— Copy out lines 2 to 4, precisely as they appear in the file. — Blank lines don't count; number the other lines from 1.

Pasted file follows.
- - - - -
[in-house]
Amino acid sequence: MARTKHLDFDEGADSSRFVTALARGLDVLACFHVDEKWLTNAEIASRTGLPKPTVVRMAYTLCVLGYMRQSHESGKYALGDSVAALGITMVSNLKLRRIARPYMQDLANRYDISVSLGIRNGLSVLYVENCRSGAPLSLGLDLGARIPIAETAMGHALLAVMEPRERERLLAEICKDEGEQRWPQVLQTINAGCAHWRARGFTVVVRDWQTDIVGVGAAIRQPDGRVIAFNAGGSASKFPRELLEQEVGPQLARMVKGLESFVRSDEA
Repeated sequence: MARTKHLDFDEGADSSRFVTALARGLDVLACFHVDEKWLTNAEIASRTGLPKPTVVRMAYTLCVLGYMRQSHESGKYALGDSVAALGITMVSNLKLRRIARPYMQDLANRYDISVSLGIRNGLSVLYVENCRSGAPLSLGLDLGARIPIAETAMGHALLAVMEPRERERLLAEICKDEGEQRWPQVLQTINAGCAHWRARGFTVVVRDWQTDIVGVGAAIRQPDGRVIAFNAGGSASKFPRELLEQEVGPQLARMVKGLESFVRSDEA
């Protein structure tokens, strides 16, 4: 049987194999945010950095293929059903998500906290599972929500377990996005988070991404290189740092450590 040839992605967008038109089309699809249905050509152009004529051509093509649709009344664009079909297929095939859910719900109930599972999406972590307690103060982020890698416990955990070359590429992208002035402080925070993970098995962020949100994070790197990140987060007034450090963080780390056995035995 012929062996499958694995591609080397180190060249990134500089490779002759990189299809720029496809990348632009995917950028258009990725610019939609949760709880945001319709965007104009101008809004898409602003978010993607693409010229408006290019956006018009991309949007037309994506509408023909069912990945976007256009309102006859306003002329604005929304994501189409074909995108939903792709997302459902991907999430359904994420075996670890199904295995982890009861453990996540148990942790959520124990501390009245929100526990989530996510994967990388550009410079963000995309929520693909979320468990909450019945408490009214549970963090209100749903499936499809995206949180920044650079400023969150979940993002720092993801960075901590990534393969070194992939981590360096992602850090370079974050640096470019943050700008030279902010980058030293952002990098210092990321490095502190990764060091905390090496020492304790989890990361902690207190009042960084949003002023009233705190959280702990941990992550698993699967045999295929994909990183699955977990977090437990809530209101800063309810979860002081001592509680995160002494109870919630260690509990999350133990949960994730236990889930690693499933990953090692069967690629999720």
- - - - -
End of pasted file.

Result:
Amino acid sequence: MARTKHLDFDEGADSSRFVTALARGLDVLACFHVDEKWLTNAEIASRTGLPKPTVVRMAYTLCVLGYMRQSHESGKYALGDSVAALGITMVSNLKLRRIARPYMQDLANRYDISVSLGIRNGLSVLYVENCRSGAPLSLGLDLGARIPIAETAMGHALLAVMEPRERERLLAEICKDEGEQRWPQVLQTINAGCAHWRARGFTVVVRDWQTDIVGVGAAIRQPDGRVIAFNAGGSASKFPRELLEQEVGPQLARMVKGLESFVRSDEA
Repeated sequence: MARTKHLDFDEGADSSRFVTALARGLDVLACFHVDEKWLTNAEIASRTGLPKPTVVRMAYTLCVLGYMRQSHESGKYALGDSVAALGITMVSNLKLRRIARPYMQDLANRYDISVSLGIRNGLSVLYVENCRSGAPLSLGLDLGARIPIAETAMGHALLAVMEPRERERLLAEICKDEGEQRWPQVLQTINAGCAHWRARGFTVVVRDWQTDIVGVGAAIRQPDGRVIAFNAGGSASKFPRELLEQEVGPQLARMVKGLESFVRSDEA
């Protein structure tokens, strides 16, 4: 049987194999945010950095293929059903998500906290599972929500377990996005988070991404290189740092450590 040839992605967008038109089309699809249905050509152009004529051509093509649709009344664009079909297929095939859910719900109930599972999406972590307690103060982020890698416990955990070359590429992208002035402080925070993970098995962020949100994070790197990140987060007034450090963080780390056995035995 012929062996499958694995591609080397180190060249990134500089490779002759990189299809720029496809990348632009995917950028258009990725610019939609949760709880945001319709965007104009101008809004898409602003978010993607693409010229408006290019956006018009991309949007037309994506509408023909069912990945976007256009309102006859306003002329604005929304994501189409074909995108939903792709997302459902991907999430359904994420075996670890199904295995982890009861453990996540148990942790959520124990501390009245929100526990989530996510994967990388550009410079963000995309929520693909979320468990909450019945408490009214549970963090209100749903499936499809995206949180920044650079400023969150979940993002720092993801960075901590990534393969070194992939981590360096992602850090370079974050640096470019943050700008030279902010980058030293952002990098210092990321490095502190990764060091905390090496020492304790989890990361902690207190009042960084949003002023009233705190959280702990941990992550698993699967045999295929994909990183699955977990977090437990809530209101800063309810979860002081001592509680995160002494109870919630260690509990999350133990949960994730236990889930690693499933990953090692069967690629999720």